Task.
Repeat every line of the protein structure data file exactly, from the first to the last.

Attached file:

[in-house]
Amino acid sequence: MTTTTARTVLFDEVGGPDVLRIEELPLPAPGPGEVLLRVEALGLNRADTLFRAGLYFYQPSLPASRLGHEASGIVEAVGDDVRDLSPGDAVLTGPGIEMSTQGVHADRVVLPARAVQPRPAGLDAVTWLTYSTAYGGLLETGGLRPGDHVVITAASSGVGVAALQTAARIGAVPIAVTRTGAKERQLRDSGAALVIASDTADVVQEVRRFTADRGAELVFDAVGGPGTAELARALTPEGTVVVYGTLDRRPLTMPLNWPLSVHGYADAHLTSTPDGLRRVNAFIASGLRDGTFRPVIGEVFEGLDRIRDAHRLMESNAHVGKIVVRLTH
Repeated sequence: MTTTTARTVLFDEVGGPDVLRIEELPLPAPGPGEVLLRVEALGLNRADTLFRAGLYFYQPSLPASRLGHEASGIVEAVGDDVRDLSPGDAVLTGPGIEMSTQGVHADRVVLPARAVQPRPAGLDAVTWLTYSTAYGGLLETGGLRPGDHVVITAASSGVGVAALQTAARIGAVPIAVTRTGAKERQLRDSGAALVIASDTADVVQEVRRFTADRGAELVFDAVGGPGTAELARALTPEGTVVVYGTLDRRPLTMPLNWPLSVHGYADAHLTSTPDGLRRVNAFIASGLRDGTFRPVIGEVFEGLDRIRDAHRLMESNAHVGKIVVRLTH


[in-house]
Amino acid sequence: MTTTTARTVLFDEVGGPDVLRIEELPLPAPGPGEVLLRVEALGLNRADTLFRAGLYFYQPSLPASRLGHEASGIVEAVGDDVRDLSPGDAVLTGPGIEMSTQGVHADRVVLPARAVQPRPAGLDAVTWLTYSTAYGGLLETGGLRPGDHVVITAASSGVGVAALQTAARIGAVPIAVTRTGAKERQLRDSGAALVIASDTADVVQEVRRFTADRGAELVFDAVGGPGTAELARALTPEGTVVVYGTLDRRPLTMPLNWPLSVHGYADAHLTSTPDGLRRVNAFIASGLRDGTFRPVIGEVFEGLDRIRDAHRLMESNAHVGKIVVRLTH
Repeated sequence: MTTTTARTVLFDEVGGPDVLRIEELPLPAPGPGEVLLRVEALGLNRADTLFRAGLYFYQPSLPASRLGHEASGIVEAVGDDVRDLSPGDAVLTGPGIEMSTQGVHADRVVLPARAVQPRPAGLDAVTWLTYSTAYGGLLETGGLRPGDHVVITAASSGVGVAALQTAARIGAVPIAVTRTGAKERQLRDSGAALVIASDTADVVQEVRRFTADRGAELVFDAVGGPGTAELARALTPEGTVVVYGTLDRRPLTMPLNWPLSVHGYADAHLTSTPDGLRRVNAFIASGLRDGTFRPVIGEVFEGLDRIRDAHRLMESNAHVGKIVVRLTH